Sharon’s latest war crime: Gaza missile attack kills 15

At least 15 people, including nine children, were slaughtered by an Israeli missile attack on a residential building in Gaza on the morning of July 23. The military head of Hamas, Sheikh Salah Shahada, was the target of this attack.

The dead children were reported to be aged between two months and 13 years.

An estimated 145 people were injured in Israel’s latest war crime, a dramatic extension of its established policy of political assassinations that show complete disregard for the safety of innocent men, women and children. Still more people could be buried under the rubble.

Another seven Palestinians have been killed in Israeli operations in the previous two days.

Anger welled up at the attack and there were clashes between Palestinians and Israeli soldiers on duty near the Gush Katif Zionist settlement during which two Palestinians were injured.

A group representing 13 Palestinian nationalist and Islamic factions called for a mass demonstration against Israel at a collective funeral for the 15. The call met a response from thousands of Palestinians, some carrying rifles.

Israeli Prime Minister Ariel Sharon, dismissed criticism of the attack, describing it as a “great success”, while Foreign Ministry spokesman Gideon Meir said, “What we are doing is self-defence.” One government spokesmen even claimed that Shahada was planning a terrorist atrocity that could lead to “thousands of dead”.

Prior to the outrage, there were clear indications that Hamas was in fact discussing calling off its campaign of suicide bombings in the event of an Israeli withdrawal from the West Bank and Gaza Strip.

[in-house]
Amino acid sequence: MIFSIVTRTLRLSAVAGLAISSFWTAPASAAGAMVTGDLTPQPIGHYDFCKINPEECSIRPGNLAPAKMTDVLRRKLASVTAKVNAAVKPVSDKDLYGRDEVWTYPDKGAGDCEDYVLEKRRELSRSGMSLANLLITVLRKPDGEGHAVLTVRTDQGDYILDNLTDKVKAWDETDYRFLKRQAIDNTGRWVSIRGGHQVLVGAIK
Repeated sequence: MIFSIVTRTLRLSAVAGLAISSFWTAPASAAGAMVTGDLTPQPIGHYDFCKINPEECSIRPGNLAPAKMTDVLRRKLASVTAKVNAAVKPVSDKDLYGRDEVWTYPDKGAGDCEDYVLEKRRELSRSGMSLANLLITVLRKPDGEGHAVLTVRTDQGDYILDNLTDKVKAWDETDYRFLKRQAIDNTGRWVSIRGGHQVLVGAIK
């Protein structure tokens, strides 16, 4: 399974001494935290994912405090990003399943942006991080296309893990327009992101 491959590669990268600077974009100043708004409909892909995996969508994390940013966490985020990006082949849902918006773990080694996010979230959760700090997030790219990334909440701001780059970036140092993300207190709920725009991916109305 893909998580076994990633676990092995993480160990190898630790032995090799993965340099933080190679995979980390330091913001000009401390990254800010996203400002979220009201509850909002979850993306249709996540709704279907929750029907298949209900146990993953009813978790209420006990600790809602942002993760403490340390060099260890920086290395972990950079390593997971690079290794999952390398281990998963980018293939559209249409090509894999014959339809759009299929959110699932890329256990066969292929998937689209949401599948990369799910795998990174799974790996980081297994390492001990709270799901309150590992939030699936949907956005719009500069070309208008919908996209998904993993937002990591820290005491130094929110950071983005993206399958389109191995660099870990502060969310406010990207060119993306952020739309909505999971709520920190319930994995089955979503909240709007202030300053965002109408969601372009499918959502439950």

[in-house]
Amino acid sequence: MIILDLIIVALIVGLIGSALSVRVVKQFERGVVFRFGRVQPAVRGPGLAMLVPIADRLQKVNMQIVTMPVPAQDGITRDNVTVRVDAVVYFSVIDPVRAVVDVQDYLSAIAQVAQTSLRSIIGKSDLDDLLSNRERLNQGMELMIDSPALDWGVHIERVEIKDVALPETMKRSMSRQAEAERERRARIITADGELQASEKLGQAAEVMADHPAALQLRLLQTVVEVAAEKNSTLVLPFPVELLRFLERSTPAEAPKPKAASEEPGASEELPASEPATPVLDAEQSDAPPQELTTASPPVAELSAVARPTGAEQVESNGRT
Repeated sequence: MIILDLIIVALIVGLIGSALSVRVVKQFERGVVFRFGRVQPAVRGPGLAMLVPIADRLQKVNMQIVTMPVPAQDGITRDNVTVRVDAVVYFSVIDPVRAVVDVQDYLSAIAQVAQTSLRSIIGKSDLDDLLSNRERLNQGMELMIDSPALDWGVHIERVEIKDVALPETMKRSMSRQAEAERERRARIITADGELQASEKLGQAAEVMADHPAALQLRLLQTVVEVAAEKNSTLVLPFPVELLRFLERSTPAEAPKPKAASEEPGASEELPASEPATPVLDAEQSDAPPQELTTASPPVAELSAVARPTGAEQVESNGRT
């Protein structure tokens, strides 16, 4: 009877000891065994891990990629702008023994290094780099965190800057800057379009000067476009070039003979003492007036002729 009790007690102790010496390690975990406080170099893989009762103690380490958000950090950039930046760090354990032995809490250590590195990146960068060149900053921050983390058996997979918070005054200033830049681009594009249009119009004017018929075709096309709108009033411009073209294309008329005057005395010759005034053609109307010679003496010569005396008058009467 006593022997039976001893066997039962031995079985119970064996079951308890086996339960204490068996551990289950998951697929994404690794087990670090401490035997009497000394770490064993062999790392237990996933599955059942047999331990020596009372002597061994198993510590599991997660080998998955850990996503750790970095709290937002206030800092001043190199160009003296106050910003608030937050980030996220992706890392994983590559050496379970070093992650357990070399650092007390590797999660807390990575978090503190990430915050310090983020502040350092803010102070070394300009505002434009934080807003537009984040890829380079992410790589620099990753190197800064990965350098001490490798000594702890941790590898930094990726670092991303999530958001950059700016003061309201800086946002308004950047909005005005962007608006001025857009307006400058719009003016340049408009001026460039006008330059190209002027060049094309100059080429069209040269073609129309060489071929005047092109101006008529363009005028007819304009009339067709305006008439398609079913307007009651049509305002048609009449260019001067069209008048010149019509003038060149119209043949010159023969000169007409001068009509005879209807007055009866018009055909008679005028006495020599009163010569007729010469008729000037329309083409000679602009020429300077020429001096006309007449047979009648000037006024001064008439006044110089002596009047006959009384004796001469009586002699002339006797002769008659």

The previous day, Monday July 22, the spiritual leader and founder of Hamas, Sheikh Ahmed Yassin, had said his organisation would consider halting suicide attacks on Israelis if Israel withdrew from West Bank cities and “stop your aggression, demolishing homes. Release prisoners and stop assassinations. Once the occupation and all those measures against our people stop, we are ready to totally study stopping martyrdom operations, in a positive way.”

Now, Hamas has warned of revenge attacks.

The Palestinian Authority accused Israel of trying to sabotage international efforts to secure a withdrawal of the Israeli Defence Forces (IDF) from Palestinian territories. Earlier the Israeli liberal newspaper Haaretz had reported a security plan proposed by Palestinian Interior Minister Abdel Razek Yehiyeh to Israeli Foreign Minister Shimon Peres promising to end terrorist attacks after a full withdrawal from all seven towns and cities to the lines Israel occupied before the outbreak of the Palestinian intifada.

Once again Sharon has responded to Palestinian overtures with a violent provocation. It is by no means the first in recent days.

In Nablus last Friday July 19, Israeli security forces arrested 21 relatives of two militants whom Israel accuses of having organised suicide bombings and announced that it would expel them from the West Bank and deport them to the Gaza Strip, which is now enclosed behind an electrified fence and serves as a virtual prison for more than one million Palestinians. No charges have been brought against any of the 21 detainees.

The Israeli authorities have accused Hamas member, Nasser al-Din, of organising the July 16 attack on the bus at Emmanuel settlement that killed nine people, and Ali Ahmad al-Ajouri, a militant from a Fatah organisation, the Al Aqsa Martyrs’ Brigade, of organising the July 17 double suicide bombing in Tel Aviv that killed three people. The two wanted men are believed to be in hiding.